Mo­biles a no-no on the greens

Weekend Witness - - Sport - CHARLES SEV­ERN Pre­ferred lies

WHEN the cell­phone first hit the mar­ket, it was a nov­elty and af­ter 20 years it has be­come such a part of our lives that we wouldn’t leave home with­out it.

Of course the lat­est smart­phones are truly re­mark­able; they can per­form many func­tions that we take for granted. It still seems in­cred­i­ble that you just press a few but­tons and you can talk to a per­son on the other side of the world.

There are times when the cell­phone is ir­ri­tat­ing and a men­ace and the damn thing should be switched off. For ex­am­ple, in the the­atre, at a funeral, in a li­brary, in a hospi­tal ward or in church.

The golf course is def­i­nitely an­other one. Talk­ing on a cell­phone on the golf course is dis­cour­te­ous to one’s play­ing part­ners.

It’s even worse if it hap­pens to ring, and can you imag­ine if it rang on some­one’s back swing?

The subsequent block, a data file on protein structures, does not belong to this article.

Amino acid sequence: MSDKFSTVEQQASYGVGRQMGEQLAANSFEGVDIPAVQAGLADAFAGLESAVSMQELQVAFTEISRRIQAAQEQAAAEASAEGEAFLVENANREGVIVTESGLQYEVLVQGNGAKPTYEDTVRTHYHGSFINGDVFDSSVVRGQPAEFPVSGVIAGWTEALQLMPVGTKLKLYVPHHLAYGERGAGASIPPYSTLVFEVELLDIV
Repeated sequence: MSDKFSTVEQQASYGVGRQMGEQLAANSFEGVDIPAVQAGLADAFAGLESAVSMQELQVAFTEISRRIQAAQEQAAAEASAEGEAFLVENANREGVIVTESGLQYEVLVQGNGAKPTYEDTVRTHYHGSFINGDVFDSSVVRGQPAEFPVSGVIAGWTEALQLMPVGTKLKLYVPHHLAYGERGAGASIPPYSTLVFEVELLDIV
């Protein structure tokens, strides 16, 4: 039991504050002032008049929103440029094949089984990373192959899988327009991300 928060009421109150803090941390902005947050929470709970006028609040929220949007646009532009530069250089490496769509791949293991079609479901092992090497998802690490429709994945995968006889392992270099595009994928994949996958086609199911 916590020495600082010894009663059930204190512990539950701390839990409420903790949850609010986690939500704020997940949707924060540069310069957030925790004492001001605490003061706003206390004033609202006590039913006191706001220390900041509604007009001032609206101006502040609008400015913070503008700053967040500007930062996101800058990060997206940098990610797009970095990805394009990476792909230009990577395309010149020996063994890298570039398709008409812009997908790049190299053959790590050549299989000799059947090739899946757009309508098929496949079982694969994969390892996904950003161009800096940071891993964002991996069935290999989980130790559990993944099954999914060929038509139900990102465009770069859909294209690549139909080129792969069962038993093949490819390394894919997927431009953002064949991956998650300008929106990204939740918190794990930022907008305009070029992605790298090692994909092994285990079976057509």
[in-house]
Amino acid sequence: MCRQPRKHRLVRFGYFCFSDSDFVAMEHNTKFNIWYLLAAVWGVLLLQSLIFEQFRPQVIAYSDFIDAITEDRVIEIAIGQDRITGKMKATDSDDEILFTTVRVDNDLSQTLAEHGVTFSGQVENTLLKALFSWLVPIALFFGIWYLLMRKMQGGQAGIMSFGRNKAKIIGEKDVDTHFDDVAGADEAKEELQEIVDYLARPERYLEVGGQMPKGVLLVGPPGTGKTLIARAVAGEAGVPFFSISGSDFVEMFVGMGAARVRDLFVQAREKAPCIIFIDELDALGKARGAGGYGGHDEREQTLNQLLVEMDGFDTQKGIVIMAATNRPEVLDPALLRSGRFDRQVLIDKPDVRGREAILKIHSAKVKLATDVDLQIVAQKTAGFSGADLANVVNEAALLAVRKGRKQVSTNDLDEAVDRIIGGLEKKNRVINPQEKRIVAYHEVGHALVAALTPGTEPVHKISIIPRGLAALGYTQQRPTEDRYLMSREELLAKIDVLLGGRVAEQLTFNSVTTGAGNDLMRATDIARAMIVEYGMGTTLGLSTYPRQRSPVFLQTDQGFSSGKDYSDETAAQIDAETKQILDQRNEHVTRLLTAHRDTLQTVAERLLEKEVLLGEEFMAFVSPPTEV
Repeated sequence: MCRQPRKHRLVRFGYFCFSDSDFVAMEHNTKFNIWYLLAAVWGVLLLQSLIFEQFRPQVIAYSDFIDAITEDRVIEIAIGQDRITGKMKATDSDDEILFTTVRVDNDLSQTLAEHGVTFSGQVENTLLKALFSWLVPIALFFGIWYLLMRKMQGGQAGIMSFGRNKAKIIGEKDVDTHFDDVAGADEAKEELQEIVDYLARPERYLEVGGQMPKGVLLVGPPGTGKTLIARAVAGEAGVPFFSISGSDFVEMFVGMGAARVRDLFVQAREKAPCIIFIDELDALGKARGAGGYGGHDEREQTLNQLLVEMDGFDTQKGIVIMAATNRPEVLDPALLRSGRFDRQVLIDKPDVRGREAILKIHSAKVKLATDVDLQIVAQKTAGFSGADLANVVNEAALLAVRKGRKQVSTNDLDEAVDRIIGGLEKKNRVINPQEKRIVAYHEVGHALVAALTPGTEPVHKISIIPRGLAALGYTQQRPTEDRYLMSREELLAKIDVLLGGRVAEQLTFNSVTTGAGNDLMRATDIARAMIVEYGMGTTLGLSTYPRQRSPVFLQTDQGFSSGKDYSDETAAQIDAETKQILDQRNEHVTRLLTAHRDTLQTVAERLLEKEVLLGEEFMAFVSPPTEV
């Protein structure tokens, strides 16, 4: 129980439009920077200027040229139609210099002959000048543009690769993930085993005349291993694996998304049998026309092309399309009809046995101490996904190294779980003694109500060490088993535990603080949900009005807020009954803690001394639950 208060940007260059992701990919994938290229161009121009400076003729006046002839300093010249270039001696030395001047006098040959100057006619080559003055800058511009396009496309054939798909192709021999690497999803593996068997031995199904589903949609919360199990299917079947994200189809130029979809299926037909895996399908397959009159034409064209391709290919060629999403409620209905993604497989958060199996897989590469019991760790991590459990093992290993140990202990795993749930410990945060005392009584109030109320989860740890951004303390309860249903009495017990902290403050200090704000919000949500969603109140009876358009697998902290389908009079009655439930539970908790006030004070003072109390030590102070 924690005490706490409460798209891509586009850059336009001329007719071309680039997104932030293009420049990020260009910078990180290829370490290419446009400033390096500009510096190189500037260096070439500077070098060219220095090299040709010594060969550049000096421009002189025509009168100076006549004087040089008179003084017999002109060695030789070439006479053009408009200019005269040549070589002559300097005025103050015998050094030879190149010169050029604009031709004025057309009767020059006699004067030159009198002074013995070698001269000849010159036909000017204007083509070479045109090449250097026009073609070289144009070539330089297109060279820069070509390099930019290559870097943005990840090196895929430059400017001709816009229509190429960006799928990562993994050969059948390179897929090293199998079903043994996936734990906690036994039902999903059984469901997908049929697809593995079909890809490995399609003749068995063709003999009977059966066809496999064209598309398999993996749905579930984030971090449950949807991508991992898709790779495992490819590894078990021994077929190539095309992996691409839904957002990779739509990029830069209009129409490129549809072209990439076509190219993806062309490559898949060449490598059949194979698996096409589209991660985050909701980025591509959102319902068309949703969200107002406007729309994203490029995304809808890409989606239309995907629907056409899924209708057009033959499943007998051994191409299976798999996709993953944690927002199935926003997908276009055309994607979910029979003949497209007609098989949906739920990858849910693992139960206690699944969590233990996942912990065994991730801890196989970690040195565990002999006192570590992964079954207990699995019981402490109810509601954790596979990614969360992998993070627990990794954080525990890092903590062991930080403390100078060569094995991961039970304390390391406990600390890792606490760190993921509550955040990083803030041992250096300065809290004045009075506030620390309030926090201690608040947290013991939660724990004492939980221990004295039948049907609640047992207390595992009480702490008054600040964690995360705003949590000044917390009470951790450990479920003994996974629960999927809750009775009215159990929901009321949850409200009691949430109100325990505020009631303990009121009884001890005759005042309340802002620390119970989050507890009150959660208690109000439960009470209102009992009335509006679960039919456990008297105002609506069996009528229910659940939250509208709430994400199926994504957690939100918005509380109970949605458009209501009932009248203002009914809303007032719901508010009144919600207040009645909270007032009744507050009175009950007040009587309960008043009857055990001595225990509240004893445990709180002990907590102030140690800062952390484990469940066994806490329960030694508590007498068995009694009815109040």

It is ac­knowl­edged that many busi­ness­men play golf dur­ing the week, es­pe­cially on Wed­nes­days. This is the day that most golf clubs hold mid­week com­pe­ti­tions. Th­ese guys are the main cell­phone of­fend­ers; surely they can man­age a cou­ple of hours with­out the phone.

If some­thing really im­por­tant is about to hap­pen busi­ness-wise, then they shouldn’t play golf that day, or al­ter­na­tively switch on the phone at the half­way house to make a call or re­trieve mes­sages.

Even though there are still some golfers who don’t show con­sid­er­a­tion to their play­ing com­pan­ions, things are im­prov­ing; th­ese days most golfers ei­ther leave their phones in the car or switch them to silent.

Cell­phones are banned from cour­ses where pro­fes­sional tour­na­ments are played but it is al­most im­pos­si­ble to con­trol.

At one time cam­eras were the en­emy to pro­fes­sion­als, click­ing away on back swings but th­ese days tech­nol­ogy has brought us a gad­get that both rings and takes pic­tures. How times have changed. At least phones don’t cough or sneeze.

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